"We are afraid of the coronavirus. We heard a lot of people are dying of this disease," protesting worker Sajedul Islam, 21, told AFP.

"But we don't have any choice. We are starving. If we stay at home, we may save ourselves from the virus. But who will save us from starvation?"

The lockdown, which started on March 26, also forced the closure of the vast majority of the country's garment factories.

"We have not been paid for two months. We are starving," said another protester, who gave her name as Brishti, from the Tex Apparel factory in the capital Dhaka.

"If we don't have food in our stomach, what's the use of observing this lockdown?"

Some 5,500 workers protested on Monday while 20,000 turned out on Sunday, police inspector Islam Hossain told AFP.

"Some workers broke doors and glasses of a factory. But they were largely peaceful," Hossain told AFP. No one was arrested.

Bangladesh has announced $590 million in loans for export-oriented factories to pay workers.

The South Asian nation is the world's second-biggest garment maker after China, with $35 billion dollars of exports a year.
Riaz Haq said…
Some Nations Face an Awful Question: #Death by #Coronavirus or by #Hunger? So far, 90% cases and deaths are in countries with average temp under 63 deg Fahrenheit, and most of those are rich, developed countries. #US #UK #Italy vs #India #Pakistan- NYTimes by Ruchir Sharma

Though many rich economies have ground to a halt under strict lockdowns to contain the coronavirus, many low- and middle-income countries have decided they can’t afford an all-out fight. Brazil’s president has taken the most controversial stand against shutdowns, saying “we’re all going to die one day,” but he is not alone.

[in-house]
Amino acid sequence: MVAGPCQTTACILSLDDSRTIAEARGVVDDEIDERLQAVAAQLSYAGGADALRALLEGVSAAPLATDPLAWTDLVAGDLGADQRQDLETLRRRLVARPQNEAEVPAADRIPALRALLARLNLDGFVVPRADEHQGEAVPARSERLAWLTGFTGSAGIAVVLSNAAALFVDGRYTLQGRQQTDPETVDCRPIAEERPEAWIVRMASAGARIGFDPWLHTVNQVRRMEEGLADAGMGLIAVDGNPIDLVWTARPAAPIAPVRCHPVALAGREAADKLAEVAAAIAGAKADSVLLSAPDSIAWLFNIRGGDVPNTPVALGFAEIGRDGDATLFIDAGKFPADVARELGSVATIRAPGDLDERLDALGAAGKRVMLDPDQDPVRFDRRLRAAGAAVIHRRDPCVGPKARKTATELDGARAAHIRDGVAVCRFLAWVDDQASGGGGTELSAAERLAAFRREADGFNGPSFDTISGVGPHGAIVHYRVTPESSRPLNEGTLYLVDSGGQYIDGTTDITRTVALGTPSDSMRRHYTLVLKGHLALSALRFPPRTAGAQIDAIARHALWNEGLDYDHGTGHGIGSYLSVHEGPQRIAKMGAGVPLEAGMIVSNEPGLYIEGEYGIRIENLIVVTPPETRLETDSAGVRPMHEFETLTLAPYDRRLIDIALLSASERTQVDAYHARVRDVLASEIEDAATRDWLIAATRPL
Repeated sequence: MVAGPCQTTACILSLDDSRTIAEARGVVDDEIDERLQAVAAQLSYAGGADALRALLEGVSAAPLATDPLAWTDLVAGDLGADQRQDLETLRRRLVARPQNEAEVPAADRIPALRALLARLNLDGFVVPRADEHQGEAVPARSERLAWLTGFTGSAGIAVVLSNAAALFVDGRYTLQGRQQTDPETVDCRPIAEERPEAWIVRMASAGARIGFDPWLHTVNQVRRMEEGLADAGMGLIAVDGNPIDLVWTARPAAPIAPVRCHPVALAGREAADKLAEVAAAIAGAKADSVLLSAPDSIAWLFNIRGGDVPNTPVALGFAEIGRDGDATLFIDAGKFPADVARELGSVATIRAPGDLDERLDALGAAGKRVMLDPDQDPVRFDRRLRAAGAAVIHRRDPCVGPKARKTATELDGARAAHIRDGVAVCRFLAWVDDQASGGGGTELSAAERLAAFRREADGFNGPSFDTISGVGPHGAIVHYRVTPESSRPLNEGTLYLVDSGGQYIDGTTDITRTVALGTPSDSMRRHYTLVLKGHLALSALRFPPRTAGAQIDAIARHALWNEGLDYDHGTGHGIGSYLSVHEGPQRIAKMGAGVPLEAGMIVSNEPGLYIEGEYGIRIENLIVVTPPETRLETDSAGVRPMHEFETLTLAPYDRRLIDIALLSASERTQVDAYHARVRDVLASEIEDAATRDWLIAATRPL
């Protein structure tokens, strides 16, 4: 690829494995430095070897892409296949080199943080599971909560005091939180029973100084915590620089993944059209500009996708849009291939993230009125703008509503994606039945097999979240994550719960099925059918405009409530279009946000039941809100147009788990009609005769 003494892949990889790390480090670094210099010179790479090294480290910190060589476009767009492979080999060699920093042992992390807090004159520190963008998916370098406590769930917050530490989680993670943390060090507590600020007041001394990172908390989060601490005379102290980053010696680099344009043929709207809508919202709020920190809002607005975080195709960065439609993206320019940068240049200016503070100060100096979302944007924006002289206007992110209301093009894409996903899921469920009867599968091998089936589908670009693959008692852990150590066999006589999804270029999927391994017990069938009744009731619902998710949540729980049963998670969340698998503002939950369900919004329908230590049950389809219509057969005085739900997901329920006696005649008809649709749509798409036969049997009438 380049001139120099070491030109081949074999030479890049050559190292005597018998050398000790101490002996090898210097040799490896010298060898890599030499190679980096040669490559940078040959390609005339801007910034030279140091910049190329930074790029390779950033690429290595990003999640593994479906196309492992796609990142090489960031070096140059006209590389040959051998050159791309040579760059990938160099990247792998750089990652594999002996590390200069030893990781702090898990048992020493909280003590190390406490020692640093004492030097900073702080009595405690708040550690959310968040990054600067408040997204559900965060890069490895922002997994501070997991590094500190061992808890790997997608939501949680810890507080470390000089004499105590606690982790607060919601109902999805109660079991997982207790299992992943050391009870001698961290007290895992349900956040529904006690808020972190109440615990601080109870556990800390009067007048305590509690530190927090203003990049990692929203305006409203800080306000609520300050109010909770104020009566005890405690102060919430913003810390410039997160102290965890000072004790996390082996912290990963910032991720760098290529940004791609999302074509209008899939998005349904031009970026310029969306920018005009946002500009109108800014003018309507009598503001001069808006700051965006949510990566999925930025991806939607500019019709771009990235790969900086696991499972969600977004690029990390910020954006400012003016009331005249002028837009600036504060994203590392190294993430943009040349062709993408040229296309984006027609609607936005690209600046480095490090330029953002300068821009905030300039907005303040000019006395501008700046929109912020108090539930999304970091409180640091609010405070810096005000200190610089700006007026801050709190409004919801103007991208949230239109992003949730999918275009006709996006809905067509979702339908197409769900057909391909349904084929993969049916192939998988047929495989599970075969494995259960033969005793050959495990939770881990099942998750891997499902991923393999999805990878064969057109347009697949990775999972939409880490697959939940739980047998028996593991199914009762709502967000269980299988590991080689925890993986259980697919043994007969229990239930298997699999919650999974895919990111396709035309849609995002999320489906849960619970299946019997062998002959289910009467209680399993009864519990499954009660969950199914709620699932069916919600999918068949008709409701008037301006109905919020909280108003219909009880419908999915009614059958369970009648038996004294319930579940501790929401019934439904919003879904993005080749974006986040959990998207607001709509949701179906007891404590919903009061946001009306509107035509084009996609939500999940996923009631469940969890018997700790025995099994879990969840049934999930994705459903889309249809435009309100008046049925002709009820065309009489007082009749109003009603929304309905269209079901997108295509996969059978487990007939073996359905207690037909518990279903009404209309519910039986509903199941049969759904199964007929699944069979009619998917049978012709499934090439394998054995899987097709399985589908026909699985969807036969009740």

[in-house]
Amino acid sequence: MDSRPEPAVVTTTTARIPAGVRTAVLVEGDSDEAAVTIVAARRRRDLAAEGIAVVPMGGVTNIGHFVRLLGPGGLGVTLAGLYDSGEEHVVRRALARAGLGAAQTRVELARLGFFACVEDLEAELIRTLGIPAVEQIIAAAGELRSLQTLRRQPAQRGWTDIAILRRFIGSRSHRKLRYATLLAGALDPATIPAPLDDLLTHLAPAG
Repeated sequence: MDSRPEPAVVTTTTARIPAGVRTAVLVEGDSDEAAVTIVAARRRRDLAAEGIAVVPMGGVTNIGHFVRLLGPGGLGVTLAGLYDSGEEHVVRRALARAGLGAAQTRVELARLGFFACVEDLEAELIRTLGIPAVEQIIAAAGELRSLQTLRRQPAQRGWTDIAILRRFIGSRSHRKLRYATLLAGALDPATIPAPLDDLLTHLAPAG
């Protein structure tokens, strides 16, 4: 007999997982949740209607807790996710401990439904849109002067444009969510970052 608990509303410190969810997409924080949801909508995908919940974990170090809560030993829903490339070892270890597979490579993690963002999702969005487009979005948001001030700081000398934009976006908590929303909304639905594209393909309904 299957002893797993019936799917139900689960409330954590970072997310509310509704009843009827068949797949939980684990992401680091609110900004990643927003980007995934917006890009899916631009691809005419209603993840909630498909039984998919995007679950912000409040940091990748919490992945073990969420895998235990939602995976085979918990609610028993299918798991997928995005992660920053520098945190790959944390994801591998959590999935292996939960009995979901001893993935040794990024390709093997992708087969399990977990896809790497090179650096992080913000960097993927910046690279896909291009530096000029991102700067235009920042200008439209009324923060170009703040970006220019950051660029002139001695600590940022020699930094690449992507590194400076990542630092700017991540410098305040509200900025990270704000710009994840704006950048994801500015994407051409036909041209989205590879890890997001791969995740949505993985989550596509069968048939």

A recent study by UBS, the Swiss bank, found that emerging nations account for most of the “moderate” lockdowns and few of the “severe” lockdowns. Turks between the ages of 20 and 65 are still on the job even as confirmed cases soar. Pakistan has left open key export industries, including textiles. For nations that lack a social safety net, “full lockdowns will only lead to more hunger, starvations and death,” says Luhut Pandjaitan, a senior minister in Indonesia, which was slow to issue travel restrictions and stay-at-home orders.

So far, 90 percent of the reported cases and deaths are in countries where the average temperature is under 63 degrees Fahrenheit, and most of those are rich, developed countries of the Northern Hemisphere. The worst of the economic and financial fallout, however, is hitting the warmer nations of the emerging world, which is now expected to experience its first contraction in the post-World War II era.

The full economic damage has to yet to be assessed, as growth forecasts for 2020 keep falling, but the financial carnage registers daily. While stocks in the United States have hit a bottom 35 percent below their all-time highs, this drop is similar to one in a bear market during a recession, and barely half as bad as in 2008. Six major emerging markets — including Brazil, Turkey and Mexico — have seen falls of more than 70 percent from their all-time highs, and many are trading below their 2008 lows. If there is any silver lining here, it is that the scale of these crashes suggests that markets have already “priced in” more bad news to come for the hardest-hit emerging economies.

This is only the eighth global recession in the past century, and it is confronting emerging countries with unique challenges. They don’t have the resources to match the enormous stimulus programs that are preventing an even deeper recession in the developed world. Their crowded living conditions make it hard to slow the pandemic with social-distancing rules. And if emerging nations do impose lockdowns, their weak welfare systems can’t support unemployed workers for long.